Inner Journeys Frost and Martel

Essay by sungkwoHigh School, 11th gradeC+, April 2009

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As the travelers hikes through the inner journey, he would no doubt be confronted by his deepest fears, and for Pi’s his inner journey begins when “everything he values in life is destroyed” and thus “he is orphaned in the middle of the Pacific”. With no sense of belonging to the situation, he’s understandably afraid, and this is reflected on the darker tone and the use of short, skeletal sentences running parallel its imagery of “ being swallowed by the abstract black darkness” together with its conceit of death, gives an insight to Pi’s fractured state of mind. The fear of the uncertainty is also shown in “A tree fallen across the road”, where the speaker of the poem, which through its inclusive nouns happen to be the responder, ‘hear’, ‘Crash of wood’ then right after we ‘see’ ‘throws down in front of us’. This use of active imagery combined with the onomatopoeia, reflects the sudden surprise of the traveler, of being approached by the fear.

Disaster strikes when we let the fear take control of us. I describes, fear as “the only life’s true opponent” and competently compares the elopement of fear as a battle between two forces, The personification and the abstract imagery accentuates the devious qualities of being consumed by fear. I In “A tree…” the fear is described as a falling log, and this fear brought to life by the tempest its is described. This use of metaphoric technique reveals to the composer that fear has a mind of its own, it acts its own way. This inhibits the movement of the travelers to the journey’s destination.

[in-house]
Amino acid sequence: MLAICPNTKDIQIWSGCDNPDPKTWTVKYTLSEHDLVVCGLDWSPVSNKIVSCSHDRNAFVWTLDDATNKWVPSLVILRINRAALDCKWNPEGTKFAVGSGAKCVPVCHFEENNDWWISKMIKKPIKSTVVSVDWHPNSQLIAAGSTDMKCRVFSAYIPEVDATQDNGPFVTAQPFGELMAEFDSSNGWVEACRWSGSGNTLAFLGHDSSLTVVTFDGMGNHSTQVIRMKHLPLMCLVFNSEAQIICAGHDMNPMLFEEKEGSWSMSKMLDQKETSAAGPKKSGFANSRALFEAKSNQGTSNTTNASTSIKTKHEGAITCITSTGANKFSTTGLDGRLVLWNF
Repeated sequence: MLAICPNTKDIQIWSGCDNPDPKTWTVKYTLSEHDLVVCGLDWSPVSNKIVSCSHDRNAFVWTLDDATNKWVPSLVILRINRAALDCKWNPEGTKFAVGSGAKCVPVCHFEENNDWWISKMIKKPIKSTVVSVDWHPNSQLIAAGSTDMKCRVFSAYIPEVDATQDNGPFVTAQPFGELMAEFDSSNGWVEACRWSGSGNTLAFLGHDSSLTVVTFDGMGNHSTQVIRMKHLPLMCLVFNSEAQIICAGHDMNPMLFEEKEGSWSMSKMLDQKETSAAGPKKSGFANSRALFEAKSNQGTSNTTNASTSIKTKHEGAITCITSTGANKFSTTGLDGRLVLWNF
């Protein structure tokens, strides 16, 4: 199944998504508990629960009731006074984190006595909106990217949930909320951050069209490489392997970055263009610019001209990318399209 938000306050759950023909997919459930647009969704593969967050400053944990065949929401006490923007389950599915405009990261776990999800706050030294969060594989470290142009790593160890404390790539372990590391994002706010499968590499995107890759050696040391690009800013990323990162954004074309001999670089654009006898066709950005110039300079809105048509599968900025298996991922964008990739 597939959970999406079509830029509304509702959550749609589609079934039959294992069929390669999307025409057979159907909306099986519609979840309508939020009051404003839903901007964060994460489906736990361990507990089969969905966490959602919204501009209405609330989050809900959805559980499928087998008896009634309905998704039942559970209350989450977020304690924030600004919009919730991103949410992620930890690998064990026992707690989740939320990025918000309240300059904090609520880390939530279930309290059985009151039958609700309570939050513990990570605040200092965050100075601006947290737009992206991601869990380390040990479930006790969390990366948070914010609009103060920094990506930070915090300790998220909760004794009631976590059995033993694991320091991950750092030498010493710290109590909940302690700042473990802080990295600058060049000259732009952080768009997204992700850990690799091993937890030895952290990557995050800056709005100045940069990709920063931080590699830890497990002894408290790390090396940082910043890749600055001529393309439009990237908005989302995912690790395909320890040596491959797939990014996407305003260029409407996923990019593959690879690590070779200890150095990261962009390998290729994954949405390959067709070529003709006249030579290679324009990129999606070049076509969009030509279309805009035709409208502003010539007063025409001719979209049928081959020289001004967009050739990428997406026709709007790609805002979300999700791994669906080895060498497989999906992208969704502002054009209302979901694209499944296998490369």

Thus, the only way forward in an inner journey is to control our fear. For Pi the physical manifestation of all his fears is Richard Parker, the five hundred pound tiger, and crazily enough, comes to understand that “it was not me and him, it was him and me”. Thus the only way to guarantee his survival was by say taming the tiger. While not explicitly mentioned, the implement of this idiom, ironically helps us to further understand the ferocity of the fear. After he decides to overcome his fear, Pi says that “his fear was dominated, and thus “his panic was gone.” This story, of life of pi is notable for its metaphysical structure, and through its flashbacks, Martel himself, states that “this story will have an happy ending”, and throughout this story of conflicting interpretations, reveals to us the core importance of the inner journey, the willingness of a human to overcome his fear, and thus is an allegory to the human condition.

This theme is paralleled in “A tree...”, in which the composer uses the tree is a symbolic gesture for an universal fear, thus the inclusive pronouns in the poem, such as we, and us. In the beginning of stanza three, comments that “Yet, she knows the obstruction is in vain, we will not be put off by our final goal.” Once again, the composer uses the personification to bring fear to life, explicitly states that the fear will not be able to put us off our final goal, thus humanity will overcome the battle with fear. This explicit statement contrasts with the vagueness of the rest of the poem, and thus shows us that the only certainty and the most important part is the human’s ability to overcome their fears.

Martel, Yann(Life of Pi)[2001]